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Analyzing mediation models with multiple informants: A new approach and its application in clinical psychology
Frontiers in Psychology: Psychology for Clinical Settings
  • Christian Geiser, Utah State University
  • Lesther A. Papa, Utah State University
  • Kaylee Litson, Utah State University
  • Ginger Lockhart, Utah State University
  • Laurie Chassin, Arizona State University
Document Type
Article
Publisher
Frontiers
Publication Date
11-13-2015
DOI
10.3389/fpsyg.2015.01674
Abstract
Testing mediation models is critical for identifying potential variables that need to be targeted to effectively change one or more outcome variables. In addition, it is now common practice for clinicians to use multiple informant (MI) data in studies of statistical mediation. By coupling the use of MI data with statistical mediation analysis, clinical researchers can combine the benefits of both techniques. Integrating the information from MIs into a statistical mediation model creates various methodological and practical challenges. The authors review prior methodological approaches to MI mediation analysis in clinical research and propose a new latent variable approach that overcomes some limitations of prior approaches. An application of the new approach to mother, father, and child reports of impulsivity, frustration tolerance, and externalizing problems (N = 454) is presented. The results showed that frustration tolerance mediated the relationship between impulsivity and externalizing problems. The new approach allows for a more comprehensive and effective use of MI data when testing mediation models.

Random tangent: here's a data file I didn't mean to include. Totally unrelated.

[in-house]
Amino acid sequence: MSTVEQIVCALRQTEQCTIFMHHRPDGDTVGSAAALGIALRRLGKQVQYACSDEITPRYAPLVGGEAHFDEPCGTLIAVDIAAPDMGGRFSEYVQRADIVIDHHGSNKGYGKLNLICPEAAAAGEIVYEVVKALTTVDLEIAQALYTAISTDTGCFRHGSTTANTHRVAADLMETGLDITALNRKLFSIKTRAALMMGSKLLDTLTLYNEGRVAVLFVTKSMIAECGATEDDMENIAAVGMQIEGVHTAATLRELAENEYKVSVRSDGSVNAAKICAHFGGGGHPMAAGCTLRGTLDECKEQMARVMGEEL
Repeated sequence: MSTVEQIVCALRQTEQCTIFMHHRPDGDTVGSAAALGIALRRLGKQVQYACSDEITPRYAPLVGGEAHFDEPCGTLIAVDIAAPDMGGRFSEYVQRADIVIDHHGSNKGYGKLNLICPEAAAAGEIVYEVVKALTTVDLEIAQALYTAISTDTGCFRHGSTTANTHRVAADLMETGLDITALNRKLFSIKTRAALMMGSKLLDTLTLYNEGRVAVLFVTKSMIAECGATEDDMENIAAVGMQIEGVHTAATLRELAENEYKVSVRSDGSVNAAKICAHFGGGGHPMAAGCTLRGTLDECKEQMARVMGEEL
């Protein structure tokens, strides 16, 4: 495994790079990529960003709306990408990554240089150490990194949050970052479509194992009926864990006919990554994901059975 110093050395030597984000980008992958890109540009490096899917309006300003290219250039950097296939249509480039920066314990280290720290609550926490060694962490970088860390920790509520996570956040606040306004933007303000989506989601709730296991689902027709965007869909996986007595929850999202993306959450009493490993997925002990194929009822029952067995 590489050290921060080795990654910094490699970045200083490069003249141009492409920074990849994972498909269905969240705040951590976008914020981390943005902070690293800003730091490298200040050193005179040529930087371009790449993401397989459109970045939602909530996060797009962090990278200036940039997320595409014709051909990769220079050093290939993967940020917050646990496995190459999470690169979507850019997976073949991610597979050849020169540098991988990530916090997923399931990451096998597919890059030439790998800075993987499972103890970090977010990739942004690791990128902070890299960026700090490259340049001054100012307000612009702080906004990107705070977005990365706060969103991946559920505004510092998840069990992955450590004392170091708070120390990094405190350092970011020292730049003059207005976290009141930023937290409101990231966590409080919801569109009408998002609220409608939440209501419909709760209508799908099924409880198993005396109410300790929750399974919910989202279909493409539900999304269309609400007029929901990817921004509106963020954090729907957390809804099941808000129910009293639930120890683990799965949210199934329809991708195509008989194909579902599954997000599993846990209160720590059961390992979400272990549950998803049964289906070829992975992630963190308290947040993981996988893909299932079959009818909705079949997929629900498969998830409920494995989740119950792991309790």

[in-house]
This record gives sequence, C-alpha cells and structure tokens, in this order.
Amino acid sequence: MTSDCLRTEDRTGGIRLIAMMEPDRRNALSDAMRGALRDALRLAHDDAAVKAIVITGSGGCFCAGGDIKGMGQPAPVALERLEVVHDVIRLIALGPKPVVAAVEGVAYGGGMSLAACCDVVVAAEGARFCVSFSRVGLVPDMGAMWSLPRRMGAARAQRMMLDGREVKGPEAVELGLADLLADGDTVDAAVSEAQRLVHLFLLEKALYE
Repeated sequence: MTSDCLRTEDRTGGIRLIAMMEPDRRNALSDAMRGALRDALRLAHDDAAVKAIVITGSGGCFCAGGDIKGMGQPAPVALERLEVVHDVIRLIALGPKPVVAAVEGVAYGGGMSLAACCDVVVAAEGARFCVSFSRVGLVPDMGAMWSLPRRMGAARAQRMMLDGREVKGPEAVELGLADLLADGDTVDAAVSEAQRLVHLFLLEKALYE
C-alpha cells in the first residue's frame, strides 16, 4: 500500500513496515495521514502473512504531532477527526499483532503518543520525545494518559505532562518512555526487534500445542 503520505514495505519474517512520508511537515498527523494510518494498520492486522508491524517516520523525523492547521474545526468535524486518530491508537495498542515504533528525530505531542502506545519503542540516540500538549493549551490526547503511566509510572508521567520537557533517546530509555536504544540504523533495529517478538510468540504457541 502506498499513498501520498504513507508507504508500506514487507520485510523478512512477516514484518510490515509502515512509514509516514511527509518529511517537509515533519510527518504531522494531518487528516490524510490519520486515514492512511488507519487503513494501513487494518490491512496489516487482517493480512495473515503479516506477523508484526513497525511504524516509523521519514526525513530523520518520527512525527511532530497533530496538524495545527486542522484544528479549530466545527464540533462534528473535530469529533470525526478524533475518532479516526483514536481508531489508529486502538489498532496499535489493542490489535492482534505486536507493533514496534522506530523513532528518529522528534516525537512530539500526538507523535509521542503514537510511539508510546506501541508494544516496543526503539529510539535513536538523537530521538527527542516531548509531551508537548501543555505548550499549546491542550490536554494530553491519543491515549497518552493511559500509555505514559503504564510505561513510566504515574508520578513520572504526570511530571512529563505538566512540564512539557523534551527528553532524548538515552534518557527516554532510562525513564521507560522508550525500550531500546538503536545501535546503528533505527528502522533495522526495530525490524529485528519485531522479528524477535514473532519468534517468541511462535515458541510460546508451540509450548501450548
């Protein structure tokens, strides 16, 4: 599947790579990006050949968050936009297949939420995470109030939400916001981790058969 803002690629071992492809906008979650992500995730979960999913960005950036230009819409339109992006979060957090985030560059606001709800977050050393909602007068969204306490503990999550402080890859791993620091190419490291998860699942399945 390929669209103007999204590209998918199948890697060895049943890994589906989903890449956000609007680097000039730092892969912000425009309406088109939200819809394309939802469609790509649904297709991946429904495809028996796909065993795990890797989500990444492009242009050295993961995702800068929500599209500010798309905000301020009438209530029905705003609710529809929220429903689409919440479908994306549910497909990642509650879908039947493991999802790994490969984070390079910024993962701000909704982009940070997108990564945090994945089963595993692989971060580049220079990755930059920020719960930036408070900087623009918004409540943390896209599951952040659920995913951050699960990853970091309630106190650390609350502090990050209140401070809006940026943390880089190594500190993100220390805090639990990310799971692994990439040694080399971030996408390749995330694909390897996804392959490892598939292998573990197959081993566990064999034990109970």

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Citation Information
Christian Geiser, Lesther A. Papa, Kaylee Litson, Ginger Lockhart, et al.. "Analyzing mediation models with multiple informants: A new approach and its application in clinical psychology" Frontiers in Psychology: Psychology for Clinical Settings Vol. 6 (2015)
Available at: http://works.bepress.com/christian-geiser/15/